In brief

U.S. jobless claims post surprise drop

U.S. claims for unemployment benefits fell unexpectedly to a one-month low though the recent increases in coronavirus cases and business closures threaten to keep layoffs elevated through early 2021.

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Initial jobless claims in regular state programs declined by 19,000 to 787,000 in the week ended Dec. 26, according to a Labor Department report Thursday. That was less than the 835,000 median estimate in a Bloomberg survey of economists. Without adjustments, claims dropped by 31,736.

Continuing claims for state programs, which roughly correlates to the total number of people receiving state unemployment benefits, also decreased, to 5.22 million in the week ended Dec. 19. Economists projected an increase to 5.37 million.

Underscoring the pandemic’s damage to the job market as 2020 draws to a close, claims for benefits have averaged 1.45 million a week this year compared with about 220,000 in 2019.

The surprise decline in claims is a welcome sign, though the level remains elevated as economic fallout from the coronavirus continues to reverberate. While the stimulus package should cushion the blow of further shutdowns and closures, it may take some time for funds to reach consumers and without a widely available vaccine, is only a temporary measure.

Online tool provides path to more lucrative career

Job seekers can increase their earning power with an online database launched this month by the Federal Reserve Banks of Philadelphia and Cleveland that matches the skills a worker uses in a low-paying job with those in a more lucrative position.

The Occupational Mobility Explorer resulted from a research report released in June that studied the 33 largest labor markets in the United States. The study found that the skills involved in 49% of lower-wage jobs pair up with similar yet higher-paying jobs in the same labor market, according to Keith Wardrip, community development research manager at the Philly Fed and an author of the report.

Fed researchers defined lower-wage jobs as paying below median wages, roughly below a range of $37,000 to $40,000. In Philadelphia, the mark is about $40,000, Wardrip said. Some of the jobs that fall within the lower-wage group include retail sales and food service cashiers, position hard hit by the pandemic.

Researchers found 4,100 “top transitions,” or pairings of occupations that shared similar skills in the same labor market, but with one of the jobs paying at least 10% more. The higher-paying position should also not require a college degree to qualify as a “top transition” job. The online tool includes information on transitions for 257 occupations in Philadelphia: 130 lower-wage and 127 higher-paying occupations.

“You know, roughly two-thirds of American adults don’t have a college degree,” Wardrip said. “And we wanted to shine a light … on the fact that the labor market doesn’t include just two types of jobs: lower-wage jobs and jobs for college-educated people.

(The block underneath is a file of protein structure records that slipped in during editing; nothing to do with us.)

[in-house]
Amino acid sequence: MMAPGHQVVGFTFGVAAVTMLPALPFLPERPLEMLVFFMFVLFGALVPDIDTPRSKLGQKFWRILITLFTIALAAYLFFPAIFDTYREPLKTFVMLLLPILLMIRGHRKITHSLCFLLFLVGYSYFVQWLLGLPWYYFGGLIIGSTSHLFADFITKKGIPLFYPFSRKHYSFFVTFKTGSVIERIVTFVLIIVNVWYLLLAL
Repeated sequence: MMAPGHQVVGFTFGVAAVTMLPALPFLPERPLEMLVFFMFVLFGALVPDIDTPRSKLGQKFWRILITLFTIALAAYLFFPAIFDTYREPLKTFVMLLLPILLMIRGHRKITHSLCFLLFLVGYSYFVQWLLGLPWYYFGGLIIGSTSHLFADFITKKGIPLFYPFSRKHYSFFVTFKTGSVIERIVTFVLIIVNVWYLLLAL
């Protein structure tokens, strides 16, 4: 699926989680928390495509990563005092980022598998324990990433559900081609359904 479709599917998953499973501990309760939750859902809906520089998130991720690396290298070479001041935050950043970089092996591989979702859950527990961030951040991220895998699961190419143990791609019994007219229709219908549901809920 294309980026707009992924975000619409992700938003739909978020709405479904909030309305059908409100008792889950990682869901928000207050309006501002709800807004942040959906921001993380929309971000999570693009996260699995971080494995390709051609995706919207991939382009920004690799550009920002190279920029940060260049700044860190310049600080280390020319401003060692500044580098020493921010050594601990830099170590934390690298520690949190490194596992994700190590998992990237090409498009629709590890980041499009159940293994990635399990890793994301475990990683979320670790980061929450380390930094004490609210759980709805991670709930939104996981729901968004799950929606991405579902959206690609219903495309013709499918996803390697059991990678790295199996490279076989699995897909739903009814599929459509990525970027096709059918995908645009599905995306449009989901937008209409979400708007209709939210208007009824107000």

According to 2018 figures from the U.S. Census Bureau, about 20% of adults have a bachelor’s degree and 8.5% more hold a master’s.

Fed officials called this middle ground of jobs opportunity occupations. “We found that just under 22% of all employment meets our definition of opportunity employment,” Wardrip said.

Though imagined as an aid for workers, the tool also might show employers that many lower-wage workers might have transferable skills in ways that may not be apparent, Fed officials said.

Wardrip cautioned that his tool paired similar jobs, not identical ones. “So some level of reskilling or upskilling will be required,” he said.

Users can find the free online tool at https://www.philadelphiafed.org/surveys-and-data/community-development-data/occupational-mobility-explorer.

Homebuyers face worst affordability squeeze in 12 years

Record-low mortgage rates were supposed to make it easier for homebuyers. Instead, they’ve helped push affordability to a 12-year low.

Buyers in the fourth quarter needed to spend almost 30% of the average wage to afford a typical house, the biggest share for any three-month period since 2008, according to preliminary figures from Attom Data Solutions. Low borrowing costs, now below 3% for a 30-year loan, have spurred a buying frenzy, driving up prices across the country as shoppers compete for a shrinking supply of listings.

During the pandemic, prices have increased faster than earnings, leaping by double digits in 79% of the 499 counties included in the report. More than half of those counties are now less affordable than their historic averages, Attom said in a report Thursday.

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Mortgage rates ended 2020 near the lowest on record, with the average for a 30-year loan at 2.67%, Freddie Mac said Thursday.

“The future remains wholly uncertain and affordability could swing back into positive territory,” said Todd Teta, chief product officer at Attom. “But, for now, things are going in the wrong direction for buyers.

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